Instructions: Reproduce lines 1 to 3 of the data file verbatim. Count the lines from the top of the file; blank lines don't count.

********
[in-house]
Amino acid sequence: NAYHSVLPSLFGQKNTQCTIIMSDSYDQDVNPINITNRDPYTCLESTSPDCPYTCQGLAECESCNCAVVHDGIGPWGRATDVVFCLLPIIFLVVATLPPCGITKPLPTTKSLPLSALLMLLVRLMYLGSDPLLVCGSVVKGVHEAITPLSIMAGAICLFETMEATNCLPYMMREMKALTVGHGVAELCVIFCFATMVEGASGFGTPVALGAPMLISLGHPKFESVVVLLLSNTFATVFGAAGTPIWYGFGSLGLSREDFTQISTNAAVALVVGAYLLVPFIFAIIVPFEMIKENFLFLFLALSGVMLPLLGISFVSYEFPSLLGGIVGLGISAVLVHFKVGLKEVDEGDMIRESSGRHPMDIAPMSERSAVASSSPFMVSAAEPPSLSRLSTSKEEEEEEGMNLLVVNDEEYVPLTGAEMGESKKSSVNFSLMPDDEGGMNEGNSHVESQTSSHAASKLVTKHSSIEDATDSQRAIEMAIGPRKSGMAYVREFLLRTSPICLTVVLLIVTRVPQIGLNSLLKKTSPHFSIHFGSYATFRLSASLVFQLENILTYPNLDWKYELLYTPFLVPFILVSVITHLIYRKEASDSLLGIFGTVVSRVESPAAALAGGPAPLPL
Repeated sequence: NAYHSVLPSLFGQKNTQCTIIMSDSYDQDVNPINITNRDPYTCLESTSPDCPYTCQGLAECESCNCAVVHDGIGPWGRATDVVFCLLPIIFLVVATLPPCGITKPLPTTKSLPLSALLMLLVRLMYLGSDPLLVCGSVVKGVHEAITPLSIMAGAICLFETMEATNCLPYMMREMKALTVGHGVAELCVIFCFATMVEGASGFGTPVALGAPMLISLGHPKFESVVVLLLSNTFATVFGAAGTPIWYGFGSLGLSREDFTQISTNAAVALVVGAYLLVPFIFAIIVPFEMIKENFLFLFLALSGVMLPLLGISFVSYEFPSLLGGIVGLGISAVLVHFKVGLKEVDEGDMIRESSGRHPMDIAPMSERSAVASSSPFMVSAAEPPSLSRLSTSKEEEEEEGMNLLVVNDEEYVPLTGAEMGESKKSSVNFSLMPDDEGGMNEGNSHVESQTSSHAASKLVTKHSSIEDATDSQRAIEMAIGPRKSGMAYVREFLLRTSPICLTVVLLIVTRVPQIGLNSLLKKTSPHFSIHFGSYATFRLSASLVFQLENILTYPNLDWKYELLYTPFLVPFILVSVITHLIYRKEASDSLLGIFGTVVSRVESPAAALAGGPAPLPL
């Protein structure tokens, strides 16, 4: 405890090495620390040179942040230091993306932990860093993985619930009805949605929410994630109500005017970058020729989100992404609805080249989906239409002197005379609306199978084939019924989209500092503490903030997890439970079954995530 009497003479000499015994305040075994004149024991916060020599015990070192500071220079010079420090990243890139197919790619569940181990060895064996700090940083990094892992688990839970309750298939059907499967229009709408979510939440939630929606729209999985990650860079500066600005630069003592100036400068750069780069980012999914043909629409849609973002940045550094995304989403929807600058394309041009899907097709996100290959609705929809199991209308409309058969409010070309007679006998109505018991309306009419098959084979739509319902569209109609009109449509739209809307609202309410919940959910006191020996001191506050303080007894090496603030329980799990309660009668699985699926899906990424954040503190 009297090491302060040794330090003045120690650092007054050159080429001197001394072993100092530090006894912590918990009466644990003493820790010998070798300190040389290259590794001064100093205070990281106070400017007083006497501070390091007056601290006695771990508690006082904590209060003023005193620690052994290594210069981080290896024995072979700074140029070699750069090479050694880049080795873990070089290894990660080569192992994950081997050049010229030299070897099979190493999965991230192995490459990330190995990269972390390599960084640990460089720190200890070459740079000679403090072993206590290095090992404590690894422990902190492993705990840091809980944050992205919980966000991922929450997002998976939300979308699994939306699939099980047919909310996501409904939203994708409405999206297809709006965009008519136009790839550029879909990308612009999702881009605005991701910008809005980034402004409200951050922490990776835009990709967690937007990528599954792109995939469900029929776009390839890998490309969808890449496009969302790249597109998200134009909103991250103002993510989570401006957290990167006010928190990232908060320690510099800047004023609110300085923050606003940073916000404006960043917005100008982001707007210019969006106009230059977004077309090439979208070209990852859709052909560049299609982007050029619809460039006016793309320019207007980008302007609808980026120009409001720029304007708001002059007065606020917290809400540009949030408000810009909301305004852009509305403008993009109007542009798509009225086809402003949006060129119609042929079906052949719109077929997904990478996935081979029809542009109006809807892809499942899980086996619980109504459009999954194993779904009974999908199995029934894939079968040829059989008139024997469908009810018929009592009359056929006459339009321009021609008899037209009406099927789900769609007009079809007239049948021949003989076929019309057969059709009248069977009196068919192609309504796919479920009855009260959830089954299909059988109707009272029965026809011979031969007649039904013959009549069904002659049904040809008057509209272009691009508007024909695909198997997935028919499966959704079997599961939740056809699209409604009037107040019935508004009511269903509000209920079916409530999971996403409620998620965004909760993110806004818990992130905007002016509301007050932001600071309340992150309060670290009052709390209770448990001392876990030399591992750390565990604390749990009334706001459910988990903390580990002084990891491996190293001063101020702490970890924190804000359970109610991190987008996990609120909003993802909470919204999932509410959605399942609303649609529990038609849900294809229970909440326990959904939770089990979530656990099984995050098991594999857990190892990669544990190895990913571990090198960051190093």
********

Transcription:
[in-house]
Amino acid sequence: NAYHSVLPSLFGQKNTQCTIIMSDSYDQDVNPINITNRDPYTCLESTSPDCPYTCQGLAECESCNCAVVHDGIGPWGRATDVVFCLLPIIFLVVATLPPCGITKPLPTTKSLPLSALLMLLVRLMYLGSDPLLVCGSVVKGVHEAITPLSIMAGAICLFETMEATNCLPYMMREMKALTVGHGVAELCVIFCFATMVEGASGFGTPVALGAPMLISLGHPKFESVVVLLLSNTFATVFGAAGTPIWYGFGSLGLSREDFTQISTNAAVALVVGAYLLVPFIFAIIVPFEMIKENFLFLFLALSGVMLPLLGISFVSYEFPSLLGGIVGLGISAVLVHFKVGLKEVDEGDMIRESSGRHPMDIAPMSERSAVASSSPFMVSAAEPPSLSRLSTSKEEEEEEGMNLLVVNDEEYVPLTGAEMGESKKSSVNFSLMPDDEGGMNEGNSHVESQTSSHAASKLVTKHSSIEDATDSQRAIEMAIGPRKSGMAYVREFLLRTSPICLTVVLLIVTRVPQIGLNSLLKKTSPHFSIHFGSYATFRLSASLVFQLENILTYPNLDWKYELLYTPFLVPFILVSVITHLIYRKEASDSLLGIFGTVVSRVESPAAALAGGPAPLPL
Repeated sequence: NAYHSVLPSLFGQKNTQCTIIMSDSYDQDVNPINITNRDPYTCLESTSPDCPYTCQGLAECESCNCAVVHDGIGPWGRATDVVFCLLPIIFLVVATLPPCGITKPLPTTKSLPLSALLMLLVRLMYLGSDPLLVCGSVVKGVHEAITPLSIMAGAICLFETMEATNCLPYMMREMKALTVGHGVAELCVIFCFATMVEGASGFGTPVALGAPMLISLGHPKFESVVVLLLSNTFATVFGAAGTPIWYGFGSLGLSREDFTQISTNAAVALVVGAYLLVPFIFAIIVPFEMIKENFLFLFLALSGVMLPLLGISFVSYEFPSLLGGIVGLGISAVLVHFKVGLKEVDEGDMIRESSGRHPMDIAPMSERSAVASSSPFMVSAAEPPSLSRLSTSKEEEEEEGMNLLVVNDEEYVPLTGAEMGESKKSSVNFSLMPDDEGGMNEGNSHVESQTSSHAASKLVTKHSSIEDATDSQRAIEMAIGPRKSGMAYVREFLLRTSPICLTVVLLIVTRVPQIGLNSLLKKTSPHFSIHFGSYATFRLSASLVFQLENILTYPNLDWKYELLYTPFLVPFILVSVITHLIYRKEASDSLLGIFGTVVSRVESPAAALAGGPAPLPL